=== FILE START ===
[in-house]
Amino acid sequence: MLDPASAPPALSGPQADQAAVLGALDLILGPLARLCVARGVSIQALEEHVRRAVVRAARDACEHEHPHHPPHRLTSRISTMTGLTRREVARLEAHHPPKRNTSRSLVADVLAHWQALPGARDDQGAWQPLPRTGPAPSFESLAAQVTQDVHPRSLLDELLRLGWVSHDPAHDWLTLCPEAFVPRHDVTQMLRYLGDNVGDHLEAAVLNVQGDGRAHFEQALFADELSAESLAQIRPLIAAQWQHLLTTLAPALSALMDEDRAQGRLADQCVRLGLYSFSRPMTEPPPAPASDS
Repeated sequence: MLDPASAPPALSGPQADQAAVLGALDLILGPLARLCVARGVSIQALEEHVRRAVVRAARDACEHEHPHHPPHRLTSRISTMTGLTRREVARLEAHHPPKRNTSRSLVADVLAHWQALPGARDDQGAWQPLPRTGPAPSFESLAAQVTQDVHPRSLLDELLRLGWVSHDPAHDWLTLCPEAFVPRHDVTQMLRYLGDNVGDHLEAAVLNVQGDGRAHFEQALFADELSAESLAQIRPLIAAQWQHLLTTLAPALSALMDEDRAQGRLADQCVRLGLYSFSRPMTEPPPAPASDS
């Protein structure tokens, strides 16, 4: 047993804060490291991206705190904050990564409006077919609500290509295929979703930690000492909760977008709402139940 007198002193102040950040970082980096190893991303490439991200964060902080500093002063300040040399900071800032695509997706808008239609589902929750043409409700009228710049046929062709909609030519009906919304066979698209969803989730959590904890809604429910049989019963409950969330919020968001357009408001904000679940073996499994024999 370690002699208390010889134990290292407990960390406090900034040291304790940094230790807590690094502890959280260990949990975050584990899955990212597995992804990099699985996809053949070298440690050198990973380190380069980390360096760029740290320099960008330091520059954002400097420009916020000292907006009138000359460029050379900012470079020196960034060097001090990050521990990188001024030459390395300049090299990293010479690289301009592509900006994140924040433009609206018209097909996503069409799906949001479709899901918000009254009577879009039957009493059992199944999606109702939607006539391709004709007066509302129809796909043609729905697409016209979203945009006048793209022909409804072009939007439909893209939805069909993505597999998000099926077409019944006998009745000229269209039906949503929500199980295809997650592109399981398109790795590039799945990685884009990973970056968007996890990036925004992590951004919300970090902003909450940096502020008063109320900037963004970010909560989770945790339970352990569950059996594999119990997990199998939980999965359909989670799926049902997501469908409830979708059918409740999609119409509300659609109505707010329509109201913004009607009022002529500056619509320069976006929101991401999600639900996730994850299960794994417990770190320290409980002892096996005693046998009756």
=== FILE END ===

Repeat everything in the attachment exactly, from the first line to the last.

[in-house]
Amino acid sequence: MLDPASAPPALSGPQADQAAVLGALDLILGPLARLCVARGVSIQALEEHVRRAVVRAARDACEHEHPHHPPHRLTSRISTMTGLTRREVARLEAHHPPKRNTSRSLVADVLAHWQALPGARDDQGAWQPLPRTGPAPSFESLAAQVTQDVHPRSLLDELLRLGWVSHDPAHDWLTLCPEAFVPRHDVTQMLRYLGDNVGDHLEAAVLNVQGDGRAHFEQALFADELSAESLAQIRPLIAAQWQHLLTTLAPALSALMDEDRAQGRLADQCVRLGLYSFSRPMTEPPPAPASDS
Repeated sequence: MLDPASAPPALSGPQADQAAVLGALDLILGPLARLCVARGVSIQALEEHVRRAVVRAARDACEHEHPHHPPHRLTSRISTMTGLTRREVARLEAHHPPKRNTSRSLVADVLAHWQALPGARDDQGAWQPLPRTGPAPSFESLAAQVTQDVHPRSLLDELLRLGWVSHDPAHDWLTLCPEAFVPRHDVTQMLRYLGDNVGDHLEAAVLNVQGDGRAHFEQALFADELSAESLAQIRPLIAAQWQHLLTTLAPALSALMDEDRAQGRLADQCVRLGLYSFSRPMTEPPPAPASDS
């Protein structure tokens, strides 16, 4: 047993804060490291991206705190904050990564409006077919609500290509295929979703930690000492909760977008709402139940 007198002193102040950040970082980096190893991303490439991200964060902080500093002063300040040399900071800032695509997706808008239609589902929750043409409700009228710049046929062709909609030519009906919304066979698209969803989730959590904890809604429910049989019963409950969330919020968001357009408001904000679940073996499994024999 370690002699208390010889134990290292407990960390406090900034040291304790940094230790807590690094502890959280260990949990975050584990899955990212597995992804990099699985996809053949070298440690050198990973380190380069980390360096760029740290320099960008330091520059954002400097420009916020000292907006009138000359460029050379900012470079020196960034060097001090990050521990990188001024030459390395300049090299990293010479690289301009592509900006994140924040433009609206018209097909996503069409799906949001479709899901918000009254009577879009039957009493059992199944999606109702939607006539391709004709007066509302129809796909043609729905697409016209979203945009006048793209022909409804072009939007439909893209939805069909993505597999998000099926077409019944006998009745000229269209039906949503929500199980295809997650592109399981398109790795590039799945990685884009990973970056968007996890990036925004992590951004919300970090902003909450940096502020008063109320900037963004970010909560989770945790339970352990569950059996594999119990997990199998939980999965359909989670799926049902997501469908409830979708059918409740999609119409509300659609109505707010329509109201913004009607009022002529500056619509320069976006929101991401999600639900996730994850299960794994417990770190320290409980002892096996005693046998009756």